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Trinidad Black Cake


1pound pitted prunes

1 pound dark raisins

1/2 pound pitted dates

1 pound dried currants

1 pound dried cherries

8 ounces glacé cherries

4 ounces mixed candied citrus peel

3 cups dark rum, plus more as needed

1 1/2 cups cherry brandy (may substitute Manischewitz Concord grape wine), plus extra for grinding fruit

4 ounces blanched, slivered or sliced almonds

2 cups granulated sugar

1/4 cup boiling water

1 pound (4 sticks) unsalted butter, plus more for the pans

1 pound dark brown sugar

10 large eggs

Finely grated zest of 2 limes

2 teaspoons vanilla extract

1/2 teaspoon Angostura bitters

1 pound flour

4 teaspoons baking powder

2 teaspoons ground cinnamon


Combine the prunes, raisins, dates, currants, both kinds of cherries, the candied citrus peel, 2 cups of the rum and all the brandy in a large container with a tight-fitting lid. Let sit at room temperature for at least 2 days and up to 1 year. Shake or stir the mixture occasionally.

When ready to bake, combine the macerated fruit mixture with its liquid and the almonds in a blender or food processor and process in batches, using extra brandy to loosen. Grind to a coarse paste, leaving centimeter-size chunks of some of the fruit intact for texture.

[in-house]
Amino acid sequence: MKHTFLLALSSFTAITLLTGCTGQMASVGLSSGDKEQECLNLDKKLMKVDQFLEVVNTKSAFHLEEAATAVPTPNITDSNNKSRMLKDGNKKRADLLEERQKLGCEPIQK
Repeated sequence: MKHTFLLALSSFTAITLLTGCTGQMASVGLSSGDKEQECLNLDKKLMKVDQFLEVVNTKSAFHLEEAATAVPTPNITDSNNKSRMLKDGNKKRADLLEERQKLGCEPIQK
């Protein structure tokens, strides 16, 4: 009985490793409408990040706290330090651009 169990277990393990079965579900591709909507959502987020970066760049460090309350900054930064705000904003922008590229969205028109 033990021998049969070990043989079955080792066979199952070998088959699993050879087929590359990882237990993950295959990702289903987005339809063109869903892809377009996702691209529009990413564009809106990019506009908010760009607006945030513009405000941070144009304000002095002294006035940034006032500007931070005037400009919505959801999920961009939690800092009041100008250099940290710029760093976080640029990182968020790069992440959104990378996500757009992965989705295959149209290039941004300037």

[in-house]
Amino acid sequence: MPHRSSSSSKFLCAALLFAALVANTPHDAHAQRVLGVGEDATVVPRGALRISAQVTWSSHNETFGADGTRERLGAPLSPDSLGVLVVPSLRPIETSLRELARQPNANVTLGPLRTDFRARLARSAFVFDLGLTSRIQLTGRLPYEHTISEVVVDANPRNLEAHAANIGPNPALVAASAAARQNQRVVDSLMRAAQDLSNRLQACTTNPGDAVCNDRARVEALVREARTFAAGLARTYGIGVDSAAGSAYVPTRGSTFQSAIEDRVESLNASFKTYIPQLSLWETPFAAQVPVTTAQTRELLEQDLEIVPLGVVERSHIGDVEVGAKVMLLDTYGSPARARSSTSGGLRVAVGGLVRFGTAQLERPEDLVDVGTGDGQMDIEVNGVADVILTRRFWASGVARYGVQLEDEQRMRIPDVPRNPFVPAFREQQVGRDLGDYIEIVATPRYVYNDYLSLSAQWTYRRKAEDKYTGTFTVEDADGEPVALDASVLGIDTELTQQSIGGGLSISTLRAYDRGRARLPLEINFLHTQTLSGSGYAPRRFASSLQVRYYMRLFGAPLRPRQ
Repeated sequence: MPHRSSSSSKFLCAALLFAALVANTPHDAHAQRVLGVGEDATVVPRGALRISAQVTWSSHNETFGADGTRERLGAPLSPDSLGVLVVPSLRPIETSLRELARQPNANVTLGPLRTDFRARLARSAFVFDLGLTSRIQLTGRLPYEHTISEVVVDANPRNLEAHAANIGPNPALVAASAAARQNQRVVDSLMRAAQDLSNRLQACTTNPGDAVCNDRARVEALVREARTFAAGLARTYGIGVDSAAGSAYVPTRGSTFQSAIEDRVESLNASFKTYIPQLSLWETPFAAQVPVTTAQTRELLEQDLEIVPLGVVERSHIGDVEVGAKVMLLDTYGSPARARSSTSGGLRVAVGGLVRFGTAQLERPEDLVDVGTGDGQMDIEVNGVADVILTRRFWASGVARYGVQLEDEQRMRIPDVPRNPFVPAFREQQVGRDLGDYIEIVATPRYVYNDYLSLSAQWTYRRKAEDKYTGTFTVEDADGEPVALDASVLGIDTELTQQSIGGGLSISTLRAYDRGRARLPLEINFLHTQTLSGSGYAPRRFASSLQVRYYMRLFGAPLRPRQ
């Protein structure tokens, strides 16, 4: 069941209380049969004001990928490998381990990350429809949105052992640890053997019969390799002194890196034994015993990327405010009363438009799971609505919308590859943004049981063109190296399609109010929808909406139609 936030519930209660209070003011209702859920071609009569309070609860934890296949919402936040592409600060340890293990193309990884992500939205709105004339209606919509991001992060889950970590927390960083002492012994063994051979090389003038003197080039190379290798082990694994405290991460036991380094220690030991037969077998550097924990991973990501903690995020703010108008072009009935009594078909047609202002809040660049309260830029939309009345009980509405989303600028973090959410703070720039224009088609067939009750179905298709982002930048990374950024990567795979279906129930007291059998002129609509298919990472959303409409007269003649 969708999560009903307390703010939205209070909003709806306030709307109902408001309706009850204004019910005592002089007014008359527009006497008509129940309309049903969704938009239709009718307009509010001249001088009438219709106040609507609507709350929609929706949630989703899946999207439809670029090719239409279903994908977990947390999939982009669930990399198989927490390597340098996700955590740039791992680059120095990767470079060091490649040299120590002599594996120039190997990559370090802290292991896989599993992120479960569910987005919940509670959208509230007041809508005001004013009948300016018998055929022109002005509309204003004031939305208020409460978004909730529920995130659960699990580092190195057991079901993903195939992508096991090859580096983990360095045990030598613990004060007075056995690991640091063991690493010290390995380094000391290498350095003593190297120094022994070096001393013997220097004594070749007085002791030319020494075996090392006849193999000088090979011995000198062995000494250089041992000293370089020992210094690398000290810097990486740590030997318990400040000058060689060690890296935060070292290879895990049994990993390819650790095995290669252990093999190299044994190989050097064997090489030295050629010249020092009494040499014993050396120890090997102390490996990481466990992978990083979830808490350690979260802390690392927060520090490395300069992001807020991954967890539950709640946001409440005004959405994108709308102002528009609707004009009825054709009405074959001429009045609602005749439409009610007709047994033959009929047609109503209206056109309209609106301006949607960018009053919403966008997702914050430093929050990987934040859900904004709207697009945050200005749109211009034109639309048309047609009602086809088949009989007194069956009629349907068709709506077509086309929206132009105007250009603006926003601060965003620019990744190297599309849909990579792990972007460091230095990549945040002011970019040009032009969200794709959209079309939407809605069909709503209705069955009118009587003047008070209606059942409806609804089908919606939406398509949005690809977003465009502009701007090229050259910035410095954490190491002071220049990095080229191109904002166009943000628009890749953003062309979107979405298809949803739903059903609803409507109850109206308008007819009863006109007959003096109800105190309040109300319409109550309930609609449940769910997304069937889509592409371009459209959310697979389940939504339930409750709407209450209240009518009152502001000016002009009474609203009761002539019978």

Pour the granulated sugar into a heavy-bottomed pot over medium-high heat. Cook, stirring occasionally with a wooden spoon, until the sugar has melted and caramelized until almost black; it will smoke a bit and it's much darker than you've caramelized sugar before. Turn off the heat, then carefully add the boiling water (furious steam here), stirring to incorporate. It may stiffen up before you add some of the caramelized sugar to the batter, just return the pot to a burner on low heat, which will loosen it up again.

Preheat the oven to 250 degrees. Use butter to grease three 9-inch or four 8-inch pans, then line the bottom of each with a double layer of parchment paper.


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